Poetry

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Language as Hex: Gracie Leavitt Interviewed by Lindsay Turner
Livingrycover

The poet on her new collection and what it means to mess with, fuss with, break, and refresh language.

from The American Museum of Water by Natalie Diaz

A recording plays from somewhere high, / or low, through the falling dust-light: / I can’t tell you anything new about the river— / you can’t tell a river to itself.

The Cabin by Brenda Coultas

coffee cups / stirrer sticks / napkins and cookies / on the tray top / satellite tv / an office in the air

Cecilia Vicuña by Elianna Kan
Cv Cabeza Amarrada 1 Hr

The poet and artist invokes ancient matriarchal cultures, Indigenous folkways, and the speculative capacities of language so that we might rediscover our kinship with nature.

Text as Texture: Judd Morrissey and Abraham Avnisan Interviewed by Theadora Walsh
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A geo-spatial experience of text and poetics.

Issue #146: from Return to the Yakne Chitto by Monique Verdin & Raymond Jackson
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From Return to the Yakne Chitto: Houma Migrations (Neighborhood Story Project, University of New Orleans Press, 2019), a collaborative ethnography of Houma lifeways at the ends of the Louisiana bayou.

Three Poems by Allyson Paty
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In English the burning city / Hecuba dreams in my hand // Come man with cup / and hard-luck pitch // Upstream the brunch rush / shines upon our heads

One Poem by Mike Lala
Roxy Music Band

Out, like fireflies, from the inter-dimensional, / silver disks at edge of picture hover over Hillary / with swaddled child, John Podesta counterpose beside her, / in a painting I’d like to paint, had I been a painter, / trading in detail from the too-smooth desert

Marwa Helal’s Invasive Species by Safia Elhillo
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For Marwa Helal and me, the histories of our two countries—Egypt and Sudan—are inextricably linked, our shared Nile both the most obvious and fertile metaphor.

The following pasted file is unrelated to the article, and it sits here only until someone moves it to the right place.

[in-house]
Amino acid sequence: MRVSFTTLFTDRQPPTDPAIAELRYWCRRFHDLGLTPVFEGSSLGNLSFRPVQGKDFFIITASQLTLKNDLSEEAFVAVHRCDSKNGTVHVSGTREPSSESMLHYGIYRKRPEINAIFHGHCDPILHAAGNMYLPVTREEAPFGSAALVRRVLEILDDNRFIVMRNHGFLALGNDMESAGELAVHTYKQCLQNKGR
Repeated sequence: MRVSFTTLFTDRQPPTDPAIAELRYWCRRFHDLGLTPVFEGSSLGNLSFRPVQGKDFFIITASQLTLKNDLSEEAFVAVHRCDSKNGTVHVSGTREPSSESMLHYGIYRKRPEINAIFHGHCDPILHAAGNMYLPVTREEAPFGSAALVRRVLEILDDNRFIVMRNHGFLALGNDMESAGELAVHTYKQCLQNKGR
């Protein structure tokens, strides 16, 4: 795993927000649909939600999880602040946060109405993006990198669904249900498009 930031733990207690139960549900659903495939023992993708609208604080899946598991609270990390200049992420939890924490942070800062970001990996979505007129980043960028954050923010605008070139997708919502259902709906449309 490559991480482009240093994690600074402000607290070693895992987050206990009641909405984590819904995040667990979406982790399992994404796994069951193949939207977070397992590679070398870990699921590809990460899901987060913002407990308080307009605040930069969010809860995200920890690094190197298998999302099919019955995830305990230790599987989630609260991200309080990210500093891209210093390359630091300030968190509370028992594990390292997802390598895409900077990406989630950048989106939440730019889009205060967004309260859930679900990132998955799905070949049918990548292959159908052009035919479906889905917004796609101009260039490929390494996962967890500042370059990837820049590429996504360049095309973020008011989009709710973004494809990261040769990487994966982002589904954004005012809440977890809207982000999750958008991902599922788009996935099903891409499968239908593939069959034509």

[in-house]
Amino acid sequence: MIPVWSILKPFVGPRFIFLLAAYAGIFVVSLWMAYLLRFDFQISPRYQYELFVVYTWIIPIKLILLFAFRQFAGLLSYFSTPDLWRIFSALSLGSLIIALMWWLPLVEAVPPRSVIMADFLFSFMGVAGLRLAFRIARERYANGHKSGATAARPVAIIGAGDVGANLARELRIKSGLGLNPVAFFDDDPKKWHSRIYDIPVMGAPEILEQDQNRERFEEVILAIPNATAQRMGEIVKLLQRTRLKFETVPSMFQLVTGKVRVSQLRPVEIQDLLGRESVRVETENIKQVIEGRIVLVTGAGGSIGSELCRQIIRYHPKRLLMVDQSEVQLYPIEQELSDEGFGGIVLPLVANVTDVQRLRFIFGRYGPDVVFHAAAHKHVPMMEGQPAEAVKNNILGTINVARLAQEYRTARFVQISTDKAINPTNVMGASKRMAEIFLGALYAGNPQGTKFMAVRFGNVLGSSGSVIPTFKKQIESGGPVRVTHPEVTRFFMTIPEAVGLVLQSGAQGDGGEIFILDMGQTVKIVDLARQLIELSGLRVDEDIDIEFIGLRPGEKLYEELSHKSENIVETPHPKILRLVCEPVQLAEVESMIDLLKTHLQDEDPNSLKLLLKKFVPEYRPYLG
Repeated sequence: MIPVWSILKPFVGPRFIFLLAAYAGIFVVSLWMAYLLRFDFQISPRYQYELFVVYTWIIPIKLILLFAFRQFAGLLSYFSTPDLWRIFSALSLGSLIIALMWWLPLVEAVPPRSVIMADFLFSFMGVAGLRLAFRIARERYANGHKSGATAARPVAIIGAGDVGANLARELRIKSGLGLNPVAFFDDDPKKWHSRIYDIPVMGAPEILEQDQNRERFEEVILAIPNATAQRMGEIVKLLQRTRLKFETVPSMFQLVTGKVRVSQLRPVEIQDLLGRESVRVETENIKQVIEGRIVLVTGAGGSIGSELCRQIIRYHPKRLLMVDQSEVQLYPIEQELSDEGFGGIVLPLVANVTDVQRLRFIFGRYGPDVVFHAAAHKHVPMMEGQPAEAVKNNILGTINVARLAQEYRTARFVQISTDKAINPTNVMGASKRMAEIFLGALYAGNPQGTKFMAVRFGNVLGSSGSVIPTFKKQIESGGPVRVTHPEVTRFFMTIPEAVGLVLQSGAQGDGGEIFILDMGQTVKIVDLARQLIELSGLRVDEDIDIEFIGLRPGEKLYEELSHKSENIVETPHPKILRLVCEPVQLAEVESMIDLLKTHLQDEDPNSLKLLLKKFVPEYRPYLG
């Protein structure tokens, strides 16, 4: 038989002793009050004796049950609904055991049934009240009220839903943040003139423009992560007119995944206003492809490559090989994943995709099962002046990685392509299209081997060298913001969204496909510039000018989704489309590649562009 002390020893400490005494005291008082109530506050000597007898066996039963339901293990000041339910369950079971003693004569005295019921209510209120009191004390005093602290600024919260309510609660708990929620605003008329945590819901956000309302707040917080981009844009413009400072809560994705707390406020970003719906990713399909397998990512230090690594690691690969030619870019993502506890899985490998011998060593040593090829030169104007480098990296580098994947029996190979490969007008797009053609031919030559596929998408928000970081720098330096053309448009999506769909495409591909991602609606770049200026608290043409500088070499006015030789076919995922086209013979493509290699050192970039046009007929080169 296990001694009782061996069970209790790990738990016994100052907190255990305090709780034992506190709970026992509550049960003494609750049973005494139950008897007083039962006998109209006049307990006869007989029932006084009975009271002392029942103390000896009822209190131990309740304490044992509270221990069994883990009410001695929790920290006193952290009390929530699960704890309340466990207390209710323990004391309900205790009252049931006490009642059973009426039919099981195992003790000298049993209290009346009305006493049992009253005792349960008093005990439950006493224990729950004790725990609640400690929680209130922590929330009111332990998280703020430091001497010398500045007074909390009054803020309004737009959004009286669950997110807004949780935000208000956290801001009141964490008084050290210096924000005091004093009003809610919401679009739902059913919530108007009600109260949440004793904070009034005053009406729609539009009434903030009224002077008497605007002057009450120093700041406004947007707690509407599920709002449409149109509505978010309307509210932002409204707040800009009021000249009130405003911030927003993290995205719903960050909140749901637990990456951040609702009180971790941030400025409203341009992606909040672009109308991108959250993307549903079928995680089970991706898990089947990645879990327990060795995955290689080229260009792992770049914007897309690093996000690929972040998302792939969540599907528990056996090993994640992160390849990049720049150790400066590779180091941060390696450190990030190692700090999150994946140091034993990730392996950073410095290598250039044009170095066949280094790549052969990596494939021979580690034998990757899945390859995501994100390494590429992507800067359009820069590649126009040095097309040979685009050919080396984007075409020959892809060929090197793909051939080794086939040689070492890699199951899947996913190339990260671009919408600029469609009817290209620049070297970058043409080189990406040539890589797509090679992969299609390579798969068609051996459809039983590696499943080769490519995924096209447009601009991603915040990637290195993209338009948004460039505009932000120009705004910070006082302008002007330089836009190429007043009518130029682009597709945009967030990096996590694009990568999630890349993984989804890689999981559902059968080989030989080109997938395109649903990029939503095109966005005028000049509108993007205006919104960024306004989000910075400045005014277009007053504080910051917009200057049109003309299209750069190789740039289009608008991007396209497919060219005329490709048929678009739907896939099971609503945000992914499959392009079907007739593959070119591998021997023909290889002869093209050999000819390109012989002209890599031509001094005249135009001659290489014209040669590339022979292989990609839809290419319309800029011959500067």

One Poem by Ben Pelhan
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a surgeon takes / a shirt off. / a struggle. / a shrug. / a shrinking /    blinking quiet. / give him his bottle / so he can suck on it.

Looking Back: BOMB Contributors on Literature in 2018
The Great Derangment

Featuring selections by Tom Comitta, Molly Crabapple, Veronica Scott Esposito, Carlos Fonseca, and more.

Issue #145 | Attempt to Be Adequate to the Experience of Loving an Animal by Diana Hamilton

The internet does a better job of documenting / the way we feel when something soft, especially / a mammal, is very cute, than poetry does. 

Three Poems by Ken White

yours in torchlight / we audit our equipment / note how few genuine distractions / present as distraction first

Four Poems by Savannah Cooper-Ramsey

Winner of BOMB’s 2018 Poetry Contest, selected by Dawn Lundy Martin.

Sherwin Bitsui by Joy Harjo
Bitsui

Navajo language, photography, and the shifting landscape of the Southwest guide the poet’s latest collection, Dissolve.

Through Our Vulnerabilities: Aldrin Valdez Interviewed by Sarah Sala
ESL or You Weren’t Here

The poet on returning to the Philippines, writing about queer identity, and producing a book that is a document of the body.

Three Poems by Cynthia Arrieu-King
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The fish survive all that radiation, whatever is a go-pass beyond poison. / Snow falling off at a slant from the scientific station / ice adaptations that lead to the new normal. / An owner’s manual under a concrete donut, in its hole someone has planted a baby cactus.

Three Poems by Lily Blacksell
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blink twice, because you’re in / love. It is springtime, the merry / etcetera, look ahead, where we’re going / there’s a clearing and in the clearing / stands a boxer who must have slipped / his collar on the path running through / the field. He is panting, drooling, is all white / except for the pink of his exceptions– / 

Four Poems by Friederike Mayröcker
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on up the mirroring woodpath that is mirroring from / the glaring lake to the right as towards us 1 beautiful wanderer / and over the roots of the mighty trees I strayed / while the clanging sun that is the high midday light / dusted through the vaulted treetops that time in Altaussee

Digging Our Way Through the Data Midden: On Ed Sanders’s Investigative Poetry and Broken Glory: The Final Years of Robert F. Kennedy by Ammiel Alcalay
Broken Glory Rev

The citizen investigator as poet.

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